Social stigma around discussing HIV and AIDS is another key factor, she says.

"Dallas is trying to get over stigma of HIV and AIDS," she says. "There's still a lot of push-back from the conservative circles. Dallas is very much a part of the Bible Belt, and conversations about sex, drugs, HIV, syphilis and other STDs are harder to take place than in other places." According to the Kaiser Family Foundation, the South accounted for 45 percent of new AIDS diagnoses in 2009, and has the greatest numbers of people who are thought to be living with AIDS, followed by the Northeast.

Nobles in part faults faith communities that aren't willing to talk to their congregations about safer sex. For many people, she says, "the church is really the center of their social interaction, and definitely their support system. If the minister or preacher or priest is not willing to talk about HIV and keeping people healthy, getting tested, those communities usually don't do it."

"There needs to be more involvement in community churches," Thompson adds, "as well as more condom distribution, and, of course, more talk about safe sex at home."

School, though, remains a sticky issue. "Based on teen pregnancies, abstinence education is not working," Thompson says. "The issue is we basically have to go into the 21st century and find a way to have a healthy conversation about sex. How do we involve the schools and the parents in a way that it's win-win? I think that what it's always been is no one wants to feel like you're pushing this subject down their throats."

Nobles says that sex education in Dallas schools, and even somewhat in its churches, looks a little better lately. "Over the past couple of years, the pulpit in faith based organizations is talking more now than they ever have before about HIV. What we're noticing in DISD and other school districts is they're trying to expand their health education, particularly around sex and sexual relationships to become more progressive and responsive to needs of students. It's not where we want it to be by any means, but it is better than it has been in the past."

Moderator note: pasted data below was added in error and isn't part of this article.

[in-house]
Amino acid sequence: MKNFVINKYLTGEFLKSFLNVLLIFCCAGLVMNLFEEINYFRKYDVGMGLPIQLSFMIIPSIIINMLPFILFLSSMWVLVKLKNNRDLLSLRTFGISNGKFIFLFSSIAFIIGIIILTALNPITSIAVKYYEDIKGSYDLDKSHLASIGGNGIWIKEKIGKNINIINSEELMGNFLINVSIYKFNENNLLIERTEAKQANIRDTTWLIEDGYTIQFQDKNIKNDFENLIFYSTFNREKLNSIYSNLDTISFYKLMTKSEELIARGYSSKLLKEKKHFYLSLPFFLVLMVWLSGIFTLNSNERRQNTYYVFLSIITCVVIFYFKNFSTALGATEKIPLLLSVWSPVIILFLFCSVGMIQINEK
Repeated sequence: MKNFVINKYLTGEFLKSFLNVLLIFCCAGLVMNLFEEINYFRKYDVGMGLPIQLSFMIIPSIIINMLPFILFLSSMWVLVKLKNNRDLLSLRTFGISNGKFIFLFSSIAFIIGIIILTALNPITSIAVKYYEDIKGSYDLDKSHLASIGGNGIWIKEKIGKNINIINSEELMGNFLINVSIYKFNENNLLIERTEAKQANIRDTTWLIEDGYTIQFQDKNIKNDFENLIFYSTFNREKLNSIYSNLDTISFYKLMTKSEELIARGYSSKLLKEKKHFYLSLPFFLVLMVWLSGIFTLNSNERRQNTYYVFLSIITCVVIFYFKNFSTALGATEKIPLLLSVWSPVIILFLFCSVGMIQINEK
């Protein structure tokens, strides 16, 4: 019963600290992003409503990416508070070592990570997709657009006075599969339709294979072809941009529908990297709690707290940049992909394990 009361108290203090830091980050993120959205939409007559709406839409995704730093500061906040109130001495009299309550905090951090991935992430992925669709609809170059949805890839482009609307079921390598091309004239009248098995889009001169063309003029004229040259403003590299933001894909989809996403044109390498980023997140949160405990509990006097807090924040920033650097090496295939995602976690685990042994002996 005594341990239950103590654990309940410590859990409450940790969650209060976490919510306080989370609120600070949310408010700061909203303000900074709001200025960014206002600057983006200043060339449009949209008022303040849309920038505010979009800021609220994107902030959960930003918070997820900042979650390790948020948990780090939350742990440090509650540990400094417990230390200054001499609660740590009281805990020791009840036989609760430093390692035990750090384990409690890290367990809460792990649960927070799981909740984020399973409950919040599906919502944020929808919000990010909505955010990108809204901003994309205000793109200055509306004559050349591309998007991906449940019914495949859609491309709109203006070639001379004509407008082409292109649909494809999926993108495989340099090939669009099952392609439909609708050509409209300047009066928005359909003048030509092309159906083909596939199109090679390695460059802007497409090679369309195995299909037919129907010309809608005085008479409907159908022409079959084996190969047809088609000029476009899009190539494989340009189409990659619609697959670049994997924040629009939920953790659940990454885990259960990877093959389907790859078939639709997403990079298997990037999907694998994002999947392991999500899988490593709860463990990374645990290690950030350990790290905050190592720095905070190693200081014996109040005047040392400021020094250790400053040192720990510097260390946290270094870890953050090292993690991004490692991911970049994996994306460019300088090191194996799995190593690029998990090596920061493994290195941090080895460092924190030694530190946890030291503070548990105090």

The majority of new HIV cases she sees among young people, Nobles says, are African-American gay men. "In the young gay community, part of the issue is they know HIV is out there, but there is a percentage of folks who are very fatalistic about it."

The attitude, she says, is almost, "'I'm gay, I'm young, and I know I'm going to get HIV-positive at some time in my life. Why not now? Let's get it over with.'"

Pharmaceutical ads filled with rosy-cheeked, active men, which make HIV management look as easy as popping a pill, are also to blame, she says. "Believe me, none of my clients here look like that young man in the picture."

But the problems go deeper than just HIV, Nobles says.

"Dallas is the No. 1 city in the United States for syphilis cases," she says. "We have a horrible teen pregnancy rate here. We have a horrible STD rate and we have the highest HIV rate in Texas. And a lot of those folks are young folks. What that should tell all of us is that sex is happening. 'Just say no' is not working. We really need to arm our young people with the tools they need to survive and remain healthy as they grow into effective, healthy adults. But that's a very difficult message to get across in Dallas."